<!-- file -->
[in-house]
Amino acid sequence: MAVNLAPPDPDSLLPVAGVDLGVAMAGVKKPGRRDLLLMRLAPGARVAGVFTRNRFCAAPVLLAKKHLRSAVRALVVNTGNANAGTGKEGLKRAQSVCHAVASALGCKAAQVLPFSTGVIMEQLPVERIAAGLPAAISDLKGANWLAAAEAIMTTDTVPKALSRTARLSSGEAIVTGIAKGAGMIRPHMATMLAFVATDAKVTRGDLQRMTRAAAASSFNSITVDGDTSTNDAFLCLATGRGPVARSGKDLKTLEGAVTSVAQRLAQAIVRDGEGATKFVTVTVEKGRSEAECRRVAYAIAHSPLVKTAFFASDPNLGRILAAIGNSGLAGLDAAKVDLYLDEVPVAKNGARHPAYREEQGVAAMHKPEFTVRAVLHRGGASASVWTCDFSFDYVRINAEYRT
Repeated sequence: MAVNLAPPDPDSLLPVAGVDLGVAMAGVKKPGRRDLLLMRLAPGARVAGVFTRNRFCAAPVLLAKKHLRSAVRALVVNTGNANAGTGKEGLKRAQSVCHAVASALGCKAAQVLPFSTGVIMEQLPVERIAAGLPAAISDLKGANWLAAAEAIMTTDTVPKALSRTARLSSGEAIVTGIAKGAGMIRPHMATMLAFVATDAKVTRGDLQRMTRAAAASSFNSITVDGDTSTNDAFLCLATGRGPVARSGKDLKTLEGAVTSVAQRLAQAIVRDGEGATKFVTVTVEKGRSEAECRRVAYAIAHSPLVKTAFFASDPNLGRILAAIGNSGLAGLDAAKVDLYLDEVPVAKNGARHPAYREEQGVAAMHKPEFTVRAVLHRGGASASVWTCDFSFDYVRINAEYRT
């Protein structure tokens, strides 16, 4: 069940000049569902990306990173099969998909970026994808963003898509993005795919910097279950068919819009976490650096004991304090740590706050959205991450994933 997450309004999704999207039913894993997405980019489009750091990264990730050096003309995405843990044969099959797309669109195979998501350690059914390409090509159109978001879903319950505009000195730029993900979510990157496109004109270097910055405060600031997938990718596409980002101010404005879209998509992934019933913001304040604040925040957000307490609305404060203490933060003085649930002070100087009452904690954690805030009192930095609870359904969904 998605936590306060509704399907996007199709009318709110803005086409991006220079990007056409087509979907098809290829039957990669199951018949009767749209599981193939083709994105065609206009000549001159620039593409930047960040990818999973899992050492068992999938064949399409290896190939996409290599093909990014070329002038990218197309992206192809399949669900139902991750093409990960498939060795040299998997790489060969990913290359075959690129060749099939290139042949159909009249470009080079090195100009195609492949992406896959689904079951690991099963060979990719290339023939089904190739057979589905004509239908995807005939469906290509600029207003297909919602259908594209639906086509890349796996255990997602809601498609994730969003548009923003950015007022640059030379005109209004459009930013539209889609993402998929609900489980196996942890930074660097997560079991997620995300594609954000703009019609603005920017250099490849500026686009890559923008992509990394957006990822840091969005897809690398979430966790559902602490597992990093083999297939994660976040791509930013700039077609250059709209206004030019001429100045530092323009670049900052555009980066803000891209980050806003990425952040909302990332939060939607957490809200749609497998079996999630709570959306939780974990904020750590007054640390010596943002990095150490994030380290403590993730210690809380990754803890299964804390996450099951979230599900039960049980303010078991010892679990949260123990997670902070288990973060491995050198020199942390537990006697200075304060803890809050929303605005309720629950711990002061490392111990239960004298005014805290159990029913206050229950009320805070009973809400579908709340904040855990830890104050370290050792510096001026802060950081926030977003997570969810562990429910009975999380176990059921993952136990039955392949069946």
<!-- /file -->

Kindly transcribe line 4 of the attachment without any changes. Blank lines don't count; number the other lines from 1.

């Protein structure tokens, strides 16, 4: 069940000049569902990306990173099969998909970026994808963003898509993005795919910097279950068919819009976490650096004991304090740590706050959205991450994933 997450309004999704999207039913894993997405980019489009750091990264990730050096003309995405843990044969099959797309669109195979998501350690059914390409090509159109978001879903319950505009000195730029993900979510990157496109004109270097910055405060600031997938990718596409980002101010404005879209998509992934019933913001304040604040925040957000307490609305404060203490933060003085649930002070100087009452904690954690805030009192930095609870359904969904 998605936590306060509704399907996007199709009318709110803005086409991006220079990007056409087509979907098809290829039957990669199951018949009767749209599981193939083709994105065609206009000549001159620039593409930047960040990818999973899992050492068992999938064949399409290896190939996409290599093909990014070329002038990218197309992206192809399949669900139902991750093409990960498939060795040299998997790489060969990913290359075959690129060749099939290139042949159909009249470009080079090195100009195609492949992406896959689904079951690991099963060979990719290339023939089904190739057979589905004509239908995807005939469906290509600029207003297909919602259908594209639906086509890349796996255990997602809601498609994730969003548009923003950015007022640059030379005109209004459009930013539209889609993402998929609900489980196996942890930074660097997560079991997620995300594609954000703009019609603005920017250099490849500026686009890559923008992509990394957006990822840091969005897809690398979430966790559902602490597992990093083999297939994660976040791509930013700039077609250059709209206004030019001429100045530092323009670049900052555009980066803000891209980050806003990425952040909302990332939060939607957490809200749609497998079996999630709570959306939780974990904020750590007054640390010596943002990095150490994030380290403590993730210690809380990754803890299964804390996450099951979230599900039960049980303010078991010892679990949260123990997670902070288990973060491995050198020199942390537990006697200075304060803890809050929303605005309720629950711990002061490392111990239960004298005014805290159990029913206050229950009320805070009973809400579908709340904040855990830890104050370290050792510096001026802060950081926030977003997570969810562990429910009975999380176990059921993952136990039955392949069946």